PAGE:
1) Israel succeeds in destroying some of the Iranian establishments and Iran fails in retaliating in the suitable time, that is Israel would achieve a flashing victory. In this case, it would be usual for the Israeli government to refrain from giving any renunciations regarding accepting the two-state solution, the settlements, or the Arab peace initiative; the Israeli, Arab and International forces will turn to pressuring the resistance movements instead, Hamas primarily, to accept all the conditions that formerly they refused, including recognizing Israel, the international resolutions, and the agreements signed between the PA and Israel.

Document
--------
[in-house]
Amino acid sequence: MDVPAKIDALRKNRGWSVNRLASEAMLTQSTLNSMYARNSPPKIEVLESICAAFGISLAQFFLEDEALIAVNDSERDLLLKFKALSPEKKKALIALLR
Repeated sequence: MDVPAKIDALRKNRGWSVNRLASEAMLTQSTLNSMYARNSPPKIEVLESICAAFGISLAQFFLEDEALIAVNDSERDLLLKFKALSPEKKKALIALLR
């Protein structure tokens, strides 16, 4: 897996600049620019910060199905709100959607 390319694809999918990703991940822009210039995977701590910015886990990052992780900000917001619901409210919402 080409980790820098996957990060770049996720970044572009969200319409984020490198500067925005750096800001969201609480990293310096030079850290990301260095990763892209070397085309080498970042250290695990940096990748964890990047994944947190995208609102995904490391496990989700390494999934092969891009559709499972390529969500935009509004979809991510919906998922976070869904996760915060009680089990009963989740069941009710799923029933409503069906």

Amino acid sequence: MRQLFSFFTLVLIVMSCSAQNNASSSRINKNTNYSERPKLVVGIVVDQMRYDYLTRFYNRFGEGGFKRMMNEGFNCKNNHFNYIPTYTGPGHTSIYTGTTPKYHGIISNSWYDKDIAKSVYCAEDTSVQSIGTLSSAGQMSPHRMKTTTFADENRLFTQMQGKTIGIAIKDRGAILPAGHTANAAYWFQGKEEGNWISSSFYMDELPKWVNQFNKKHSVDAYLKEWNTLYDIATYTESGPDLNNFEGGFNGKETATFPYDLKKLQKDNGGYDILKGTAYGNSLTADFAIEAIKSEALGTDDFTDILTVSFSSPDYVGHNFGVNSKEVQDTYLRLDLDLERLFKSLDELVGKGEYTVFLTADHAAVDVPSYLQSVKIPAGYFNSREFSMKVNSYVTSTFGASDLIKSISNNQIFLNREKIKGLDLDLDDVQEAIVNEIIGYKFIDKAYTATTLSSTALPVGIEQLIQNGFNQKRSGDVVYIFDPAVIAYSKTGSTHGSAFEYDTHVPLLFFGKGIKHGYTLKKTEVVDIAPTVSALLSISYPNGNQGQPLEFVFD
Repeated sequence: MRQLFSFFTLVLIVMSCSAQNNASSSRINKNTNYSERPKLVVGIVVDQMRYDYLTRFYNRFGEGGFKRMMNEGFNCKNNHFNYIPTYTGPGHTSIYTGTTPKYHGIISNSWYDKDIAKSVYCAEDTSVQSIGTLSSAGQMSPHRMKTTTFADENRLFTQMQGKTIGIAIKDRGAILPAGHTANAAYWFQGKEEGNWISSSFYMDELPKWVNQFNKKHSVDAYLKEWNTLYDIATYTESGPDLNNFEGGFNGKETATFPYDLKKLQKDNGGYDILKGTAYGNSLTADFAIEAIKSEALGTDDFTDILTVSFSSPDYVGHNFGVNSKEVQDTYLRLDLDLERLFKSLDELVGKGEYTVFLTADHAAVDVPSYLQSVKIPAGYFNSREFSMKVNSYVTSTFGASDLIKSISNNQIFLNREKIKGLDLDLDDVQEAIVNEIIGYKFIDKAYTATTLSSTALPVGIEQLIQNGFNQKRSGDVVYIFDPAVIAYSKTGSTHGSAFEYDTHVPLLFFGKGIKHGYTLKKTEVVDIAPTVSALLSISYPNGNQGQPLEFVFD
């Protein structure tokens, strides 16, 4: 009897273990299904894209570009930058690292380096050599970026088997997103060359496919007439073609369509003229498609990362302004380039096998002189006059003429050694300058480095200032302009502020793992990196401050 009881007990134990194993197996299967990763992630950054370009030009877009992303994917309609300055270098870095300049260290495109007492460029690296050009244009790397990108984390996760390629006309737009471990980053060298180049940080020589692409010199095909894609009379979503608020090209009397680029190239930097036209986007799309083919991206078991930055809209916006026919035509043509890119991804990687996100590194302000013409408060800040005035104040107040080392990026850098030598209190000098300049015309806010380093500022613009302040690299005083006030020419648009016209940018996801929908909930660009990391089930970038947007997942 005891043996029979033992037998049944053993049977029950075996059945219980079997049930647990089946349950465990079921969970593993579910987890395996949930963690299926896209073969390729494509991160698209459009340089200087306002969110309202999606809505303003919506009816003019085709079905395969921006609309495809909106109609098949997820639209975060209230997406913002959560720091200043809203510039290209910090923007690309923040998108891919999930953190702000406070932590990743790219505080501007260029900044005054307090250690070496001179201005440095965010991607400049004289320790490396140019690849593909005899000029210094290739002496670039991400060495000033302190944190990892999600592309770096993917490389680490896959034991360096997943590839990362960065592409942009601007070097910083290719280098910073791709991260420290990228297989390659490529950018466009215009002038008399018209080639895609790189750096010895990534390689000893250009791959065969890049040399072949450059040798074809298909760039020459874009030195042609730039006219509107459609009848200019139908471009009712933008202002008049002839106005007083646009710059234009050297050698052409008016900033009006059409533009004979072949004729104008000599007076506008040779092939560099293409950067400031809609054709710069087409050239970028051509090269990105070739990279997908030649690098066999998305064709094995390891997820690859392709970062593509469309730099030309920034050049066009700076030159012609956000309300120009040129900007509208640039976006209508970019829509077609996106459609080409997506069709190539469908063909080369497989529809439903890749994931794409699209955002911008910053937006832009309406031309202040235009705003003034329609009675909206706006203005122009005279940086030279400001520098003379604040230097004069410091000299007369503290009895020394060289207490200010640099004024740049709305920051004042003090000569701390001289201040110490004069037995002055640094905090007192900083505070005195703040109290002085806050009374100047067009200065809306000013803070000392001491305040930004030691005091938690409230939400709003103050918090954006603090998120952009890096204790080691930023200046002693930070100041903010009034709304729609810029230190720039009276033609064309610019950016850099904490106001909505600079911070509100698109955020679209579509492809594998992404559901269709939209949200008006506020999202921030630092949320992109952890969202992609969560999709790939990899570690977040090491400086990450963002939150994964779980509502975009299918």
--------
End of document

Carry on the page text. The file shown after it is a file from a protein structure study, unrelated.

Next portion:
2) Iran retaliates fiercely to the Israeli aggression even if it was successful in destroying some of the nuclear establishments. This will put the whole region on fire with very possible spreading out of fire. Following that, a new balance of powers is expected to emerge in the region, and if the Israeli government then lost again, it would have to submit to the two-state solution while the most advantaged parties would be the resistance movements in Palestine and Lebanon. This possibility however would increase the Arab fears of Iran, and push the US to support Israel again so that the latter won’t be forced to give up additional renunciations.